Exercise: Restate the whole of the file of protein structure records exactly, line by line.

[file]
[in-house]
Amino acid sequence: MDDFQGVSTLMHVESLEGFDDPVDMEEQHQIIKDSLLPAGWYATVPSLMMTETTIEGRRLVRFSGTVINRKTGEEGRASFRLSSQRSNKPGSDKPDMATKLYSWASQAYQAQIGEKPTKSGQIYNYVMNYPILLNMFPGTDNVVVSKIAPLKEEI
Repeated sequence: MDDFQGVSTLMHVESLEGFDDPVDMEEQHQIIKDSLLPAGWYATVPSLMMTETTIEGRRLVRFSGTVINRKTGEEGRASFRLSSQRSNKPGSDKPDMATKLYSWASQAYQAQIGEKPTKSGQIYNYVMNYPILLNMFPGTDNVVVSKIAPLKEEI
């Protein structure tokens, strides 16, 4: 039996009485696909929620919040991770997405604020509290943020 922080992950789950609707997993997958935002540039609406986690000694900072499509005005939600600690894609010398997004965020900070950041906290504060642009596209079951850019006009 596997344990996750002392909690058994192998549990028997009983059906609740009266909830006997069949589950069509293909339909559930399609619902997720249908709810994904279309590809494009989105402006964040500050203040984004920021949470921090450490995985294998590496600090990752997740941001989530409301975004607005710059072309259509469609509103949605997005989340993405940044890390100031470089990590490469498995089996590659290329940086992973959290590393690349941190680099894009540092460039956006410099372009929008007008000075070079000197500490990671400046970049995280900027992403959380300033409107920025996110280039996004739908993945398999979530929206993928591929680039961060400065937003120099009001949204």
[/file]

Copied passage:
[in-house]
Amino acid sequence: MDDFQGVSTLMHVESLEGFDDPVDMEEQHQIIKDSLLPAGWYATVPSLMMTETTIEGRRLVRFSGTVINRKTGEEGRASFRLSSQRSNKPGSDKPDMATKLYSWASQAYQAQIGEKPTKSGQIYNYVMNYPILLNMFPGTDNVVVSKIAPLKEEI
Repeated sequence: MDDFQGVSTLMHVESLEGFDDPVDMEEQHQIIKDSLLPAGWYATVPSLMMTETTIEGRRLVRFSGTVINRKTGEEGRASFRLSSQRSNKPGSDKPDMATKLYSWASQAYQAQIGEKPTKSGQIYNYVMNYPILLNMFPGTDNVVVSKIAPLKEEI
């Protein structure tokens, strides 16, 4: 039996009485696909929620919040991770997405604020509290943020 922080992950789950609707997993997958935002540039609406986690000694900072499509005005939600600690894609010398997004965020900070950041906290504060642009596209079951850019006009 596997344990996750002392909690058994192998549990028997009983059906609740009266909830006997069949589950069509293909339909559930399609619902997720249908709810994904279309590809494009989105402006964040500050203040984004920021949470921090450490995985294998590496600090990752997740941001989530409301975004607005710059072309259509469609509103949605997005989340993405940044890390100031470089990590490469498995089996590659290329940086992973959290590393690349941190680099894009540092460039956006410099372009929008007008000075070079000197500490990671400046970049995280900027992403959380300033409107920025996110280039996004739908993945398999979530929206993928591929680039961060400065937003120099009001949204």